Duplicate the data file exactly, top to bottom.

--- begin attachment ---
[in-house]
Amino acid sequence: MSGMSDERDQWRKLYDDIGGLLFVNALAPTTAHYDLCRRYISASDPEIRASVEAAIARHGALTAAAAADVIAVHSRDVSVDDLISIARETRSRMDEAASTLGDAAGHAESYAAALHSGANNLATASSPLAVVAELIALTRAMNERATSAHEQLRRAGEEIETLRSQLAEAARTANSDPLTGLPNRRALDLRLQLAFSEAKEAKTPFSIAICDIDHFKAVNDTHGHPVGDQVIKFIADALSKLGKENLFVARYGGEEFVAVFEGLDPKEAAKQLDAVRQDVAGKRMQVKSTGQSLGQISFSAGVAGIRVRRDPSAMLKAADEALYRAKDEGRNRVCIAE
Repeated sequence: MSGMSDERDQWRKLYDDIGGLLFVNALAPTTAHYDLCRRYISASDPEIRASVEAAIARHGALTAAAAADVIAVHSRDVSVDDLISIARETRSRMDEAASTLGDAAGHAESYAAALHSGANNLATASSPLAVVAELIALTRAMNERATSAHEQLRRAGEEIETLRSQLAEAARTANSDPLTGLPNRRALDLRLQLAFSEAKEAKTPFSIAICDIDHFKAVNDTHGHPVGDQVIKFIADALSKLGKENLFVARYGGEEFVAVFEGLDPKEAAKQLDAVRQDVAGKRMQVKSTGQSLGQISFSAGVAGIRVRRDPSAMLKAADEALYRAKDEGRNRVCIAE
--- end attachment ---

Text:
[in-house]
Amino acid sequence: MSGMSDERDQWRKLYDDIGGLLFVNALAPTTAHYDLCRRYISASDPEIRASVEAAIARHGALTAAAAADVIAVHSRDVSVDDLISIARETRSRMDEAASTLGDAAGHAESYAAALHSGANNLATASSPLAVVAELIALTRAMNERATSAHEQLRRAGEEIETLRSQLAEAARTANSDPLTGLPNRRALDLRLQLAFSEAKEAKTPFSIAICDIDHFKAVNDTHGHPVGDQVIKFIADALSKLGKENLFVARYGGEEFVAVFEGLDPKEAAKQLDAVRQDVAGKRMQVKSTGQSLGQISFSAGVAGIRVRRDPSAMLKAADEALYRAKDEGRNRVCIAE
Repeated sequence: MSGMSDERDQWRKLYDDIGGLLFVNALAPTTAHYDLCRRYISASDPEIRASVEAAIARHGALTAAAAADVIAVHSRDVSVDDLISIARETRSRMDEAASTLGDAAGHAESYAAALHSGANNLATASSPLAVVAELIALTRAMNERATSAHEQLRRAGEEIETLRSQLAEAARTANSDPLTGLPNRRALDLRLQLAFSEAKEAKTPFSIAICDIDHFKAVNDTHGHPVGDQVIKFIADALSKLGKENLFVARYGGEEFVAVFEGLDPKEAAKQLDAVRQDVAGKRMQVKSTGQSLGQISFSAGVAGIRVRRDPSAMLKAADEALYRAKDEGRNRVCIAE